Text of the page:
Another aspect of aging is a loss in lean body mass, which is associated with an attenuation of skeletal muscle protein synthesis in response to nutritional stimuli (amino acids and insulin). The weakened anabolic response is considered to be partly due to defects in the anabolic signaling cascade in the muscle. Research in older adults has reported an increase in muscle protein signaling with EPA and DHA supplementation in response to a nutritional challenge. However it is unknown whether the increase in protein signaling results in an eventual increase in lean body mass. The physical functioning of older adults is not only influenced by body composition changes, but also age-related neuronal changes that affect the velocity of axonal conduction and influence the ability of the muscle to generate torque and the rate at which the torque is developed. Muscular strength and functional capacity increases have been reported with chronic resistance exercise in a cohort of older women supplemented with EPA and DHA. However, the effect of EPA and DHA intake on physical strength in older adults with previously low EPA and DHA consumption, independent of exercise, is currently unknown.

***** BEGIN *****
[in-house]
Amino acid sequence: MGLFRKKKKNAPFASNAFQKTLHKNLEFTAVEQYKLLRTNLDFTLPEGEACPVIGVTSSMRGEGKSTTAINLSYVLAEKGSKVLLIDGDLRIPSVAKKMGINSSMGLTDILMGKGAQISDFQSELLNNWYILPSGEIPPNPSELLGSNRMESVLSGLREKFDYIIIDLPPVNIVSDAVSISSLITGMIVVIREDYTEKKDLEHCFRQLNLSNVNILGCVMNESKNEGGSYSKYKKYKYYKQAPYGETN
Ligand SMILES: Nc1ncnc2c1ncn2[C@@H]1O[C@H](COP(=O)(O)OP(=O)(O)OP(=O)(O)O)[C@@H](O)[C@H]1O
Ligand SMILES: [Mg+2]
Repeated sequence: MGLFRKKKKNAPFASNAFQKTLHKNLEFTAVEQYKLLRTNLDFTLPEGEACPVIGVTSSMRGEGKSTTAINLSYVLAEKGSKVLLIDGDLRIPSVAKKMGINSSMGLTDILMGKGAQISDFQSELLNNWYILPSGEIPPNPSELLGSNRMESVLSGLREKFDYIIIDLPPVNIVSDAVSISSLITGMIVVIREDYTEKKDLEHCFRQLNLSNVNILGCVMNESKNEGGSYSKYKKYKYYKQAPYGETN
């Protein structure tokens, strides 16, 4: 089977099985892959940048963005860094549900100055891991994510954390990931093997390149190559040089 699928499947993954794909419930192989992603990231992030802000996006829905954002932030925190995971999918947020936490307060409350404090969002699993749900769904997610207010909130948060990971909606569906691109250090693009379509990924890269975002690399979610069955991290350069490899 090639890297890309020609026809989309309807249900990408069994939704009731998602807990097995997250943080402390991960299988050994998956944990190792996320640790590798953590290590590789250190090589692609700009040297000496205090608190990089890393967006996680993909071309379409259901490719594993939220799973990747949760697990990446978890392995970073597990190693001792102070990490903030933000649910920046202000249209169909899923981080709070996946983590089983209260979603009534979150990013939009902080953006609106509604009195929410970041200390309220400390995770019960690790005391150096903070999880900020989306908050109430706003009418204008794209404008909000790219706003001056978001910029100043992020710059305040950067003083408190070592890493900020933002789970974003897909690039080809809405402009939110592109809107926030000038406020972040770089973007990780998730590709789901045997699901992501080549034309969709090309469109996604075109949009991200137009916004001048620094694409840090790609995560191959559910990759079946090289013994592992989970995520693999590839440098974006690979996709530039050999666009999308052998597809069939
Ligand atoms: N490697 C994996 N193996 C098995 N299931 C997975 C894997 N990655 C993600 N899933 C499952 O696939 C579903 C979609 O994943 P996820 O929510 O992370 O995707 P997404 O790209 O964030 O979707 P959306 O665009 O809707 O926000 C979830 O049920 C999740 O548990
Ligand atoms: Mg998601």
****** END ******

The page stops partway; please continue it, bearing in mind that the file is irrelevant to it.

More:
Therefore, the purpose of this study is to determine the effects of 12 weeks of omega-3 supplementation at 3 g/day on metabolic and physical health parameters in community-dwelling older adults. We hypothesize that EPA and DHA supplementation will result in 1) a decrease in resting heart rate and blood pressure; 2) a more healthy blood profile; 3) an increase in resting metabolic rate; 4) a greater reliance on fat oxidation for energy both at rest and during exercise; and 5) a decrease in fat mass; and 6) an increase in lean mass, strength and physical function.


Condition Intervention
Effect of Omega-3 Fatty Acid Supplementation Physical Fitness
Dietary Supplement: Omega-3 Complete
Dietary Supplement: Placebo capsule

Study Type: Interventional
Study Design: Allocation: Non-Randomized
Intervention Model: Parallel Assignment